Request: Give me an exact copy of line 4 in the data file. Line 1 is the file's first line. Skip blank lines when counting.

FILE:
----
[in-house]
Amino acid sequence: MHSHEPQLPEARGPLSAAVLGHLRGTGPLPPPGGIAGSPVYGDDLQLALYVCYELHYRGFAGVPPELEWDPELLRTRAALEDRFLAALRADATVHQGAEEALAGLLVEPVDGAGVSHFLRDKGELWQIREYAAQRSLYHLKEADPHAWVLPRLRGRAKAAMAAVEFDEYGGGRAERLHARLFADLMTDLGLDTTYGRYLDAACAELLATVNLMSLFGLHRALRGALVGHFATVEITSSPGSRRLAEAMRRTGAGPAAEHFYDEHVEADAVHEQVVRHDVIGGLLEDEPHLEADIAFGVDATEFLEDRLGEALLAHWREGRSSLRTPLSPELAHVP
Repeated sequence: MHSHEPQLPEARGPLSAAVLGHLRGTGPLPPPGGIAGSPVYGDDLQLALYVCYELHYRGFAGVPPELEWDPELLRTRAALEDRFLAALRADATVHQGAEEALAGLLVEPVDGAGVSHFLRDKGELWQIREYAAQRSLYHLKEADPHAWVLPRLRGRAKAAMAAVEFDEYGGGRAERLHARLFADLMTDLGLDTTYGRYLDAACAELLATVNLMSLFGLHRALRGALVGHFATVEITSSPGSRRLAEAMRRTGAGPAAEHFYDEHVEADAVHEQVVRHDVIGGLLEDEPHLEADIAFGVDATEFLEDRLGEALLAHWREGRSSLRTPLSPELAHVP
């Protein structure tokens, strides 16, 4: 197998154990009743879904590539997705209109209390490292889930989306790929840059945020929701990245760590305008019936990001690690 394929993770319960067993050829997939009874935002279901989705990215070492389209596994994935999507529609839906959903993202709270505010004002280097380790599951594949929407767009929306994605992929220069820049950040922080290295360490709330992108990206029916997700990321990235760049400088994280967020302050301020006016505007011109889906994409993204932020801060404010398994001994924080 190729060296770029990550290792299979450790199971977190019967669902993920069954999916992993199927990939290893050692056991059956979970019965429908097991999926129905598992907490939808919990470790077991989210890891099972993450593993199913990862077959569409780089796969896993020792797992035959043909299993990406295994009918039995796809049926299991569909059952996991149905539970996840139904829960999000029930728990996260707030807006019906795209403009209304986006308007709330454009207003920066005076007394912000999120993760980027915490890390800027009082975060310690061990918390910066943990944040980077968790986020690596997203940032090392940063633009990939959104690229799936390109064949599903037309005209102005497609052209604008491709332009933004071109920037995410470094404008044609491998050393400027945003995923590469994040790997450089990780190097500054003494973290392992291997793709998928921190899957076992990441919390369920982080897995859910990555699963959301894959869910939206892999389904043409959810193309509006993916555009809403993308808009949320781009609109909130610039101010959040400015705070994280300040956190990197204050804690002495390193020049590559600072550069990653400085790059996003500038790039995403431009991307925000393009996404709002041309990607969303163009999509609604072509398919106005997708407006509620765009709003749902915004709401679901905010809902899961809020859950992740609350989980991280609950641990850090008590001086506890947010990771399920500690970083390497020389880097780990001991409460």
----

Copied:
């Protein structure tokens, strides 16, 4: 197998154990009743879904590539997705209109209390490292889930989306790929840059945020929701990245760590305008019936990001690690 394929993770319960067993050829997939009874935002279901989705990215070492389209596994994935999507529609839906959903993202709270505010004002280097380790599951594949929407767009929306994605992929220069820049950040922080290295360490709330992108990206029916997700990321990235760049400088994280967020302050301020006016505007011109889906994409993204932020801060404010398994001994924080 190729060296770029990550290792299979450790199971977190019967669902993920069954999916992993199927990939290893050692056991059956979970019965429908097991999926129905598992907490939808919990470790077991989210890891099972993450593993199913990862077959569409780089796969896993020792797992035959043909299993990406295994009918039995796809049926299991569909059952996991149905539970996840139904829960999000029930728990996260707030807006019906795209403009209304986006308007709330454009207003920066005076007394912000999120993760980027915490890390800027009082975060310690061990918390910066943990944040980077968790986020690596997203940032090392940063633009990939959104690229799936390109064949599903037309005209102005497609052209604008491709332009933004071109920037995410470094404008044609491998050393400027945003995923590469994040790997450089990780190097500054003494973290392992291997793709998928921190899957076992990441919390369920982080897995859910990555699963959301894959869910939206892999389904043409959810193309509006993916555009809403993308808009949320781009609109909130610039101010959040400015705070994280300040956190990197204050804690002495390193020049590559600072550069990653400085790059996003500038790039995403431009991307925000393009996404709002041309990607969303163009999509609604072509398919106005997708407006509620765009709003749902915004709401679901905010809902899961809020859950992740609350989980991280609950641990850090008590001086506890947010990771399920500690970083390497020389880097780990001991409460």